The fact that the dolls have the same neck size suggests that head swaps would be possible, too.  Lucky for Kit, I don't know how to swap Barbie heads without ruining them.

This view shows the different waists a little better:

Kit's hands have a different mold than Tia's, and they are also smaller:

Original Made to Move Hand (left) and Kit's hand (right).
Kit's feet are also slightly smaller than Tia's:

Original Made to Move foot (left) and Kit's foot (right).
The difference in foot size is small enough that Tia can still wear Kit's shoes:

Original Made to Move foot wearing a petite shoe.
Kit can wear Tia's original outfit:

And looks really nice in Tia's new red dress!

I think the length of the red dress really suits her.

Tia can also wear Kit's full outfit, but can't balance in her shoes:

That whole outfit looks much better on Tia than it did on Kit.

Kit has the same 18-point (or 22-point counting double joints) articulation that all of the other Made to Move dolls have, so I won't go into detail about that.  Instead, Kit will just show off some of her favorite poses!

I didn't notice any huge differences between how Kit poses and how Tia or the Looks men pose.  Perhaps she sits in a chair a bit more gracefully than any of the other dolls, but that's the only thing that stood out to me.

After I'd tested her articulation, I got Kit dressed again.  I also rumpled her hair so that I could see what the style looked like without hair goop gluing it in place.

It's safe to say that I probably should have left the hair alone:

I found it really hard to get the rooted hair to look nice again:

The hair is always falling into Kit's face.

The cut is also strange:

It arcs over Kit's ear, but doesn't have much shape outside of that:

The hair looks best from the flocked side at this point:

I tried feathering the hair back away from Kit's face, but that didn't work very well, either:

The windswept look?

If I were going to keep Kit, I might consider boiling her hair and then trying to put a bit more shape into the front and back edges.  But because she'll be for sale after this review, I opted to leave things alone.

For now, let's forget about Kit's awkward hair and focus once again on her incredible articulation:

Although Kit doesn't need her doll stand any more than the male dolls did, it's a fun accessory for trying out some action poses:

See Kit run!

I think serene poses suit Kit really well.  If it weren't for that hair, she'd be exquisite.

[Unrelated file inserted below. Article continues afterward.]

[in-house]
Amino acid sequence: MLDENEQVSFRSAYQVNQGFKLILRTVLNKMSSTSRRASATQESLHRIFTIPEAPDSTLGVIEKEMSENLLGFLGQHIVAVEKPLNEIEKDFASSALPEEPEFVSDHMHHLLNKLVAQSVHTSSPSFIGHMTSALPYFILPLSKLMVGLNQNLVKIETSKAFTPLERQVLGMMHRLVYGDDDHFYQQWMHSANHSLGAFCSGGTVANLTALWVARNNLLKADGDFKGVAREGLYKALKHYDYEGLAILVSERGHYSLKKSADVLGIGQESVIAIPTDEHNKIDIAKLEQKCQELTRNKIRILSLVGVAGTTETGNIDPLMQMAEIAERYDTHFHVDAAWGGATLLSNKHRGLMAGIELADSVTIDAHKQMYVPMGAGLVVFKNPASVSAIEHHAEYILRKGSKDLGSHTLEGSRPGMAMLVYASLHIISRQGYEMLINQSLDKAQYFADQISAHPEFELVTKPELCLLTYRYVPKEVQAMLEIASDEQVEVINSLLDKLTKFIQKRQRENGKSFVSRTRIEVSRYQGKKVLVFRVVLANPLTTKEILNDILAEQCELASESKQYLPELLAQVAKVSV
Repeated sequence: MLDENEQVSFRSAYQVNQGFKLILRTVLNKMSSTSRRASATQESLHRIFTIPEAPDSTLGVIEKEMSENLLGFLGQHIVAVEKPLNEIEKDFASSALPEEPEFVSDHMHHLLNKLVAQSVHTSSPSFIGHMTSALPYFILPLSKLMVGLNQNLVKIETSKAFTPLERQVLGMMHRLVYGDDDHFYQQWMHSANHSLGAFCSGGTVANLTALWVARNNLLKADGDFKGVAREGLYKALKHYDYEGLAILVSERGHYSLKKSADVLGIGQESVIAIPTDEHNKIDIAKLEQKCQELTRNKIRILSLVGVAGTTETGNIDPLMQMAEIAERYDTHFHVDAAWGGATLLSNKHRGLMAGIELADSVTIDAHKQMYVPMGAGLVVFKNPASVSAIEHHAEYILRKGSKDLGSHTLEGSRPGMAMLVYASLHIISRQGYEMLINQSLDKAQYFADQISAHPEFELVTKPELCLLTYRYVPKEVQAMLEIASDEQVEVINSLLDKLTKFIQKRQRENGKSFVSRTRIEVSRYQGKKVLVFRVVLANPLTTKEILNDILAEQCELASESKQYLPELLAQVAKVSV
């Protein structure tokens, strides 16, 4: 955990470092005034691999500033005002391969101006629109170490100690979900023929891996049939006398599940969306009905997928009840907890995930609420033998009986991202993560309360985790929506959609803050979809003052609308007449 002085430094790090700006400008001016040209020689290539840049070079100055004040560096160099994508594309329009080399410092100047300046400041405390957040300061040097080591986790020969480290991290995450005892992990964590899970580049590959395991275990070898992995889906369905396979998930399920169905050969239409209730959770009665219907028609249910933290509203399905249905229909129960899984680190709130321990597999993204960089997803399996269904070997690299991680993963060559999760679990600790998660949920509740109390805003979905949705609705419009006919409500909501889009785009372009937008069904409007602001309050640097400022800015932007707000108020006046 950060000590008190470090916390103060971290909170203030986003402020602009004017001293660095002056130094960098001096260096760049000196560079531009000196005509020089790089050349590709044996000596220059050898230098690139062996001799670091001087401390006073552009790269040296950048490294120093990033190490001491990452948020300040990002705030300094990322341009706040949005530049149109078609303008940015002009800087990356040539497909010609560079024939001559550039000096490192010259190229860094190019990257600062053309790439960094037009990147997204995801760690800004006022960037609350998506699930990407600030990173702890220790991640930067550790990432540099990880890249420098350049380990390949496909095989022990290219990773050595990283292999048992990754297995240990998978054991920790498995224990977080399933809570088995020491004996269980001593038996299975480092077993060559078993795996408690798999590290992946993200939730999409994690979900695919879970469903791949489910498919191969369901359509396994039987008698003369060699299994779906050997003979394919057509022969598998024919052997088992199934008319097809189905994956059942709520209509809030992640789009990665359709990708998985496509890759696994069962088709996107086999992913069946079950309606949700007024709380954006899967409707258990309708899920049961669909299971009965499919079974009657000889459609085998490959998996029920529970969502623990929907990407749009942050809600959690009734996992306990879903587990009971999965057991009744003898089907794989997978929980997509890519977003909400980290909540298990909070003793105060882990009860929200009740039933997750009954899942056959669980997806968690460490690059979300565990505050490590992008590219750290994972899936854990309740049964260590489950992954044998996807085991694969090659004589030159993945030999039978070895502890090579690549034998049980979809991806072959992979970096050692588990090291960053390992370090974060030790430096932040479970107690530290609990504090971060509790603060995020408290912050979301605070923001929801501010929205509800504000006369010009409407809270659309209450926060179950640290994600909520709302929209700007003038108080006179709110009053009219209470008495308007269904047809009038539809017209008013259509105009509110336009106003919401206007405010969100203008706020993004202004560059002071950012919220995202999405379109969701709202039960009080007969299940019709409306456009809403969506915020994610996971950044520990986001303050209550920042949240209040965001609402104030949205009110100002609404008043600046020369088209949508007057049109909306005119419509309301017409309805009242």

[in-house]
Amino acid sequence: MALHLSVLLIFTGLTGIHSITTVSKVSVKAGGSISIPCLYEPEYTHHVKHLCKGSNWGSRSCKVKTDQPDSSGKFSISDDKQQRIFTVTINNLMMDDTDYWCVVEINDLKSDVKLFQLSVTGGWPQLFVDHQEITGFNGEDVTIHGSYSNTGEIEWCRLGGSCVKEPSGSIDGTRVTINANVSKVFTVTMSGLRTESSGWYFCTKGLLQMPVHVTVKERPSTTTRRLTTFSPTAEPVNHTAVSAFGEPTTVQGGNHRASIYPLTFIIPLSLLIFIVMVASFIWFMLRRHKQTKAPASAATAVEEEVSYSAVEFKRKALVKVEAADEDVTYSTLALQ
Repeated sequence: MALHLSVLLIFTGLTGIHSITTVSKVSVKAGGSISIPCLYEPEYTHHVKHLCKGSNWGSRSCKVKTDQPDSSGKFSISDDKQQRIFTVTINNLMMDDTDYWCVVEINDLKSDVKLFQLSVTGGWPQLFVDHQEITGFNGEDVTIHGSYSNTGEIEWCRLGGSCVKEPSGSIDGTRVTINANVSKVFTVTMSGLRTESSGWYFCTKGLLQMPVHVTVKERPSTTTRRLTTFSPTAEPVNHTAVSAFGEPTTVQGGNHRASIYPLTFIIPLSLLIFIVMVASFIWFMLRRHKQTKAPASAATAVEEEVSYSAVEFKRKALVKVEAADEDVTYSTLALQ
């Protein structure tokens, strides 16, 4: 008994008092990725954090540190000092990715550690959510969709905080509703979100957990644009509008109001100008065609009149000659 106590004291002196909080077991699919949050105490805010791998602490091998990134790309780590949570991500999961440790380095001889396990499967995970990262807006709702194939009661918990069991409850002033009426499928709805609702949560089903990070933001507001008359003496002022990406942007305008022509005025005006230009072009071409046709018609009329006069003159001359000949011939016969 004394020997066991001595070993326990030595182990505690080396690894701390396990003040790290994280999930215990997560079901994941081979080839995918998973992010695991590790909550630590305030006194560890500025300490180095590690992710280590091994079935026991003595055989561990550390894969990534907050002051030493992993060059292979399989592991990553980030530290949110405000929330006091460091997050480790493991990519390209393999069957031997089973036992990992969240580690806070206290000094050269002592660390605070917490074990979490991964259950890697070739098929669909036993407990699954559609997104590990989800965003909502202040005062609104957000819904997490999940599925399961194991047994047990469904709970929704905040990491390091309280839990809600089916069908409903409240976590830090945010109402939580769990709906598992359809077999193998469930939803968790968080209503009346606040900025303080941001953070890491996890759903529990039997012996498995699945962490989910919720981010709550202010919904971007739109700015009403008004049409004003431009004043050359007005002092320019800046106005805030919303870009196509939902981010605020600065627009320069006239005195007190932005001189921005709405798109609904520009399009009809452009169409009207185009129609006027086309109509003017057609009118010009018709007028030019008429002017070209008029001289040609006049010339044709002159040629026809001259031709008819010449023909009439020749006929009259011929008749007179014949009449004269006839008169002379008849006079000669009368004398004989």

This is my favorite photo of her because I can't believe she was able to strike that pose!

The next doll I'll look at is the curvy model, Elle.  She is Model #2:

Elle is arranged in her box in a very relaxed pose: 

Her hair is fantastic.  I think Mattel got the volume just right: it's big enough to make a statement, but not so big that it overshadows her face:

Unfortunately, Elle's head was attached to the back of the box with several plastic ties.  These are so annoying:

Despite the ties, it wasn't too hard to free Elle from the box:

Elle is wearing a plain black jumpsuit that is wonderfully flattering.  It's one of my favorite outfits in this collection and is very well suited to Elle's curves.

The jumpsuit ties at the back of the neck:

The ties were held in place by another one of those sticky squares:

The placement of this square makes a lot more sense to me than the sticky areas under the male dolls' shirts.

Elle's face is gorgeous.  She's one of the prettiest Barbie dolls I've ever owned:

Furthermore, her facial screening is nearly perfect.  She has wide brown eyes with elongated, mascarraed lashes and subtle gold glitter eyeshadow:

Her full lips have shimmering deep coral lipstick...with only a few tiny bits of stray lint:

As soon as I had this girl out of her box, I started snapping pictures.  I couldn't help myself!

My photos, particularly the close-ups, make Elle look a bit lighter and more orange-tinged than she really is.

Elle's jumpsuit is very easy to get on and off.  It has a small velcro closure in back in addition to the two neck ties:

The black fabric has some stretch in it (it's the same black fabric that was used for Kit's skirt) and looks very solidly made:

Elle's outfit also includes these silver, heeled boots:

There's no molded detail, and no difference between the right and left boot.

Here's a look at the curvy articulated body:

The proportions on this body are nice for the most part, but the lower legs and feet look comically small:

It's a wonder that her balance is so good.

Elle has some molding artifacts on the backs of her legs:

Her body was copyrighted in 2017:

Here's Elle with Kit and Tia (this is a better representation of her skin tone, by the way):

Petite articulated body, curvy articulated body, original Made to Move body.
And, of course, Tia could only stand for so long before she took a face plant:

Tia, you're fired.